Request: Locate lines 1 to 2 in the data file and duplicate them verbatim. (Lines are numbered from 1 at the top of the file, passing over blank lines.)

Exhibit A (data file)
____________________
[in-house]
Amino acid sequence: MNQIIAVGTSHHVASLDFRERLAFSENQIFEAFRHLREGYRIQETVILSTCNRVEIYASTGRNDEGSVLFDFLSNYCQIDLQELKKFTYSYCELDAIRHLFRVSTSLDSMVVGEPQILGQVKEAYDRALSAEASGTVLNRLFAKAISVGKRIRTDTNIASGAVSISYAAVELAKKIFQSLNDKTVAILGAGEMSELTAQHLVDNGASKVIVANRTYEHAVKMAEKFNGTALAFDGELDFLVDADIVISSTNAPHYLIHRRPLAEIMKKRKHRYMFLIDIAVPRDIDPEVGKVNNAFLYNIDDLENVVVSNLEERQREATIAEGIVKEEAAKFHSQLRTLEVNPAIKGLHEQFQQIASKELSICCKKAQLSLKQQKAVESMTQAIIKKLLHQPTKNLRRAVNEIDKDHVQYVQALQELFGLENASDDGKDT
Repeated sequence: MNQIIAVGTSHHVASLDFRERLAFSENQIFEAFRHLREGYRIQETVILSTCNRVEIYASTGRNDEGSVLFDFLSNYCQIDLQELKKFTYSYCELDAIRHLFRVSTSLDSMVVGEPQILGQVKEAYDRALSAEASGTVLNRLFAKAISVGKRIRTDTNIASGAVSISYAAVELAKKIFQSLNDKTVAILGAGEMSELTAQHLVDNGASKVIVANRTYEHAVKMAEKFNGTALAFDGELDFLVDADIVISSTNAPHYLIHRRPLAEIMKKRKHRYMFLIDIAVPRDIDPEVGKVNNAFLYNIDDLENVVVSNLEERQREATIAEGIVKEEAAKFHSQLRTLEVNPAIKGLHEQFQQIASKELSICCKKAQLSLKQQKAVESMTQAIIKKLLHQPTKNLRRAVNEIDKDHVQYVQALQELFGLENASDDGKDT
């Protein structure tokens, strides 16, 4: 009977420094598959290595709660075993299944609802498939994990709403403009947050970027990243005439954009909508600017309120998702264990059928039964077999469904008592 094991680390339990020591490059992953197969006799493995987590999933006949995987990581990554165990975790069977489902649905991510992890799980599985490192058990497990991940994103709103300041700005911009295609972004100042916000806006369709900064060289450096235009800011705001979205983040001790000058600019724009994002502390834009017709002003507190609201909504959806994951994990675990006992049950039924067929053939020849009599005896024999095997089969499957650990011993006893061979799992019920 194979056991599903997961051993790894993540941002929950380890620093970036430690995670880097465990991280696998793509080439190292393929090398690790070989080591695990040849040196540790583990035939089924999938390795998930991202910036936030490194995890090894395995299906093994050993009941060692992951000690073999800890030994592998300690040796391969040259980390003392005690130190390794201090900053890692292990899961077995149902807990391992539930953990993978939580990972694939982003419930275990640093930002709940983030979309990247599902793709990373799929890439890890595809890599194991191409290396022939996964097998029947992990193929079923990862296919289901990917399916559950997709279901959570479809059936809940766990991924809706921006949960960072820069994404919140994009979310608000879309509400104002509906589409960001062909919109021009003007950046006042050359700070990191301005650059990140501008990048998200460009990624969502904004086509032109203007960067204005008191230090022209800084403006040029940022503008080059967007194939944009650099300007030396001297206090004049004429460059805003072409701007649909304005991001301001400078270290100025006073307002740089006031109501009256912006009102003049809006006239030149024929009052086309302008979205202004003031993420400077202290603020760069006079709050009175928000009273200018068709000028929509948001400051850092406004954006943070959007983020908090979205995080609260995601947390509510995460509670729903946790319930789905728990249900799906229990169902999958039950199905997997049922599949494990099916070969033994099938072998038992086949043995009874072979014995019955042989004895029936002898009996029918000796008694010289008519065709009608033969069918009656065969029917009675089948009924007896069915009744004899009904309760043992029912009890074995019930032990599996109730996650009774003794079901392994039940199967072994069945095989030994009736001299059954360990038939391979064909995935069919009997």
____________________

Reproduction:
[in-house]
Amino acid sequence: MNQIIAVGTSHHVASLDFRERLAFSENQIFEAFRHLREGYRIQETVILSTCNRVEIYASTGRNDEGSVLFDFLSNYCQIDLQELKKFTYSYCELDAIRHLFRVSTSLDSMVVGEPQILGQVKEAYDRALSAEASGTVLNRLFAKAISVGKRIRTDTNIASGAVSISYAAVELAKKIFQSLNDKTVAILGAGEMSELTAQHLVDNGASKVIVANRTYEHAVKMAEKFNGTALAFDGELDFLVDADIVISSTNAPHYLIHRRPLAEIMKKRKHRYMFLIDIAVPRDIDPEVGKVNNAFLYNIDDLENVVVSNLEERQREATIAEGIVKEEAAKFHSQLRTLEVNPAIKGLHEQFQQIASKELSICCKKAQLSLKQQKAVESMTQAIIKKLLHQPTKNLRRAVNEIDKDHVQYVQALQELFGLENASDDGKDT